A further application of the invention would be in conjunction with cells having pressure transducers which convert internal gas pressure (caused by charging) to a voltage potential.
Cells 20 are arranged in series configuration with positive electrode 24 of one cell connected to negative electrode 26 of the next adjacent cell and so on down the line. The battery of cells is placed across the load, not shown. Shunting the battery is battery charger having positive and negative terminals. The negative electrode is connected via lead 13 to the negative electrode 26 of the end cell of the battery. At the other end of the battery of cells, switching transistor 30- is connected between lead 11 from the positive terminal of battery charger 10 and the end positive electrode of the battery. The emitter of switching transistor 30 is connected to lead 11 while the collector is connected to positive electrode 24 of cell 20. A diode 32 is shunted across the emitter and collector of transistor 30. (Although a PNP type transistor is shown, an NPN type may be used as well.) The base of transistor 30 is connected to the output of a Schmitt trigger 12. Connected to each of cells 20 of the battery are leads extending to the terminals of a stepping switch 14. For each cell 20, one lead is connected between control electrode 22 and terminal 17 of stepping switch 14. Another lead is connected to the junction 28 between the negative electrode 26 of one cell and the positive electrode 24 of the next adjacent cell. This lead is connected to terminal 19 of stepping switch 14. The stepping switch 14 has two contact arms16 and 17 connected, respectively, to terminals 17 and 19. Contact arms 16 and 17 are ganged, as shown so that they may be moved in unison. For monitoring purposes, contact with each of the cells 20 is made between control electrode 22 and junction 28. The stepping switch outputs are fed to the inputs of Schmitt trigger 12.
In operation, the battery of cells 20 supply current to the load placed across leads 11 and 13. The control electrode potential of each cell, which is indicative of the state-of-charge as hereinbefore described, is sequentially sampled by means of the stepping switch 14. The voltage potential is fed into the Schmitt trigger 12 which acts as a switch; i.e. it will turn on when the input voltage from control electrode 22 exceeds a certain value and will turn oil when the input drops below a certain value. The output of Schmitt trigger 12 is connected to the base of transistor 30 controlling the bias thereof.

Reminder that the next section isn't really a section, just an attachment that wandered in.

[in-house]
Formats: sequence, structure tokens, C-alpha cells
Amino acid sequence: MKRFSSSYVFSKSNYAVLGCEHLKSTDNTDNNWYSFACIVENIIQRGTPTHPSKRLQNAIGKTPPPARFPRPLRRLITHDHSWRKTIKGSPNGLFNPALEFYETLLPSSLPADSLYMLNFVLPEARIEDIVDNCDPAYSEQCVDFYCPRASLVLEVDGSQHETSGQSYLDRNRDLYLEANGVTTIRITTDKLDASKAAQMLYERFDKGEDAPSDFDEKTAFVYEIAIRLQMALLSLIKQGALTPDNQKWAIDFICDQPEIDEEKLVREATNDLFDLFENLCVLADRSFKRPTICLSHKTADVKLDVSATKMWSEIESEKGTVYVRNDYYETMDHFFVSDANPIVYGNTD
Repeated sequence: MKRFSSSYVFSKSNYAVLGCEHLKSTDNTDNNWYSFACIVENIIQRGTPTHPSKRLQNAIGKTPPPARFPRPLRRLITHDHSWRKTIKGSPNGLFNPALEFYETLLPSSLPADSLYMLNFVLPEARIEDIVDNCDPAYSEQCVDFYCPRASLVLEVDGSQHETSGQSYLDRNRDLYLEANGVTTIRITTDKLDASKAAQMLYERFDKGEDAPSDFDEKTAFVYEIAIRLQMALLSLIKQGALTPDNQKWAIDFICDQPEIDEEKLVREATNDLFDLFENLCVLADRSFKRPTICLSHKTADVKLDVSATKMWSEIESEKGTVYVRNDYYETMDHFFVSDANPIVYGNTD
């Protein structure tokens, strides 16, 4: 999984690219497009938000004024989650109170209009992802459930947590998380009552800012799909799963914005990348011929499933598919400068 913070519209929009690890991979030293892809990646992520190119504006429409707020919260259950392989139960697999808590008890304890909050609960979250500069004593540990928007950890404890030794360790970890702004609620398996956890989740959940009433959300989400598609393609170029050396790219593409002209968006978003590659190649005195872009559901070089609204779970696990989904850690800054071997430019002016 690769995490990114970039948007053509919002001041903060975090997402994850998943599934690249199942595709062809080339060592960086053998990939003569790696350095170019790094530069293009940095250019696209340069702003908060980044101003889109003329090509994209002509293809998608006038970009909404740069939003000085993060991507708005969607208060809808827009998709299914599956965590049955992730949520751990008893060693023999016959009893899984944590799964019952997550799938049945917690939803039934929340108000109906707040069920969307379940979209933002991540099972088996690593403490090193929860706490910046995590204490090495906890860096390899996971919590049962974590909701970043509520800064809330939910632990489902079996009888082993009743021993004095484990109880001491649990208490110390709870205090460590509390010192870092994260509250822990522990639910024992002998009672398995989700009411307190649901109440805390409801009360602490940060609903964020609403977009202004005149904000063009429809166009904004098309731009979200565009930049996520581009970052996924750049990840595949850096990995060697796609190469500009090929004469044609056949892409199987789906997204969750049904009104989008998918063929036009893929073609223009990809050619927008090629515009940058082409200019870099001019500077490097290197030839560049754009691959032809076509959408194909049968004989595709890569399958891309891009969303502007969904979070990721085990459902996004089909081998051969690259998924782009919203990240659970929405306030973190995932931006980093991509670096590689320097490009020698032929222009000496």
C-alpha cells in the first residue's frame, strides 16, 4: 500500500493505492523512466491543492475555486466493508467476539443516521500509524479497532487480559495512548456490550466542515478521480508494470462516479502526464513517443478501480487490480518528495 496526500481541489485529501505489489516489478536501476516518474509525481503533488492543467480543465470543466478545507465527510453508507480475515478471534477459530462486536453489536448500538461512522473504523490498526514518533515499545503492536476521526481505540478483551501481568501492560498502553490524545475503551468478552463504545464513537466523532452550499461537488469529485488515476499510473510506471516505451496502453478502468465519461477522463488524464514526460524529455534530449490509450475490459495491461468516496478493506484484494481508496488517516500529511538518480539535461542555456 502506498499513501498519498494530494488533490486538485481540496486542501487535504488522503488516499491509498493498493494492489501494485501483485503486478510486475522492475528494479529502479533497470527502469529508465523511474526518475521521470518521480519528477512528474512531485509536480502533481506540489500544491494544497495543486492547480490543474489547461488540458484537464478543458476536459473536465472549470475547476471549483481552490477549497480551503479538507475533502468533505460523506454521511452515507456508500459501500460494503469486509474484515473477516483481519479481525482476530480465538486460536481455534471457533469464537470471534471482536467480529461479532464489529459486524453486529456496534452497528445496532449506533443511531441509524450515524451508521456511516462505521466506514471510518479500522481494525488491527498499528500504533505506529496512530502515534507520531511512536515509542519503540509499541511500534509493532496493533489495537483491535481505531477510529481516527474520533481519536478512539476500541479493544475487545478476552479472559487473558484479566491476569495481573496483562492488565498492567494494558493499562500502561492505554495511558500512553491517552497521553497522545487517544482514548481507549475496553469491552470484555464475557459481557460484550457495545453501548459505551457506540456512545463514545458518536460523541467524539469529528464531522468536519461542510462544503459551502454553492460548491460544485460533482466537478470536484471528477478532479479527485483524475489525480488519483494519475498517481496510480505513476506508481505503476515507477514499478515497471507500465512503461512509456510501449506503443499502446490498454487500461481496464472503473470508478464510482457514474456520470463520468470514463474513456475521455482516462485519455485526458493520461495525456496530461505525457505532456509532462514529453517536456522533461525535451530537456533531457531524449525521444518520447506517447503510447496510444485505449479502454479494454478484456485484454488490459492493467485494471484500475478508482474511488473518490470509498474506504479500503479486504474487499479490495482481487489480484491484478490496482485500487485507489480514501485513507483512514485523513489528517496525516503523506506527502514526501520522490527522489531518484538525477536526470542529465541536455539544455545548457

Thus, as charging current flows from the charger 10 through the emitter and collector of switching transistor 30 and through the battery of cells 20 the potential on control electrode 22 will increase to a point where it will cause the Schmitt trigger 12 to turn on. When Schmitt trigger 12 turn on the bias on the base transistor 30 will cause it to switch off thereby halting the flow of charging current to the battery. Diode 32 is biased to allow the load to be energized by the battery of cells 20 when transistor 30 is turned off.
The disadvantage of the stepping switch method is the low reliability due to the dependence on mechanical parts. In addition, the system is slow acting, heavy and bulky.
Turning now to the invention, FIG. 2 shows the system contemplated thereby. A power supply 40 which derives A-C power from the mains via plug 42 supplies D-C power of the proper level to the various subsystems. Thus, the current control network 50 is powered via lead 41, the square wave generator via lead 47 and the detector network via lead 45. The time delay network 46, which is used when charging certain types of cells, is powered by means of lead 43 and is switched on and 01f by switch contact 52 and input terminal 59.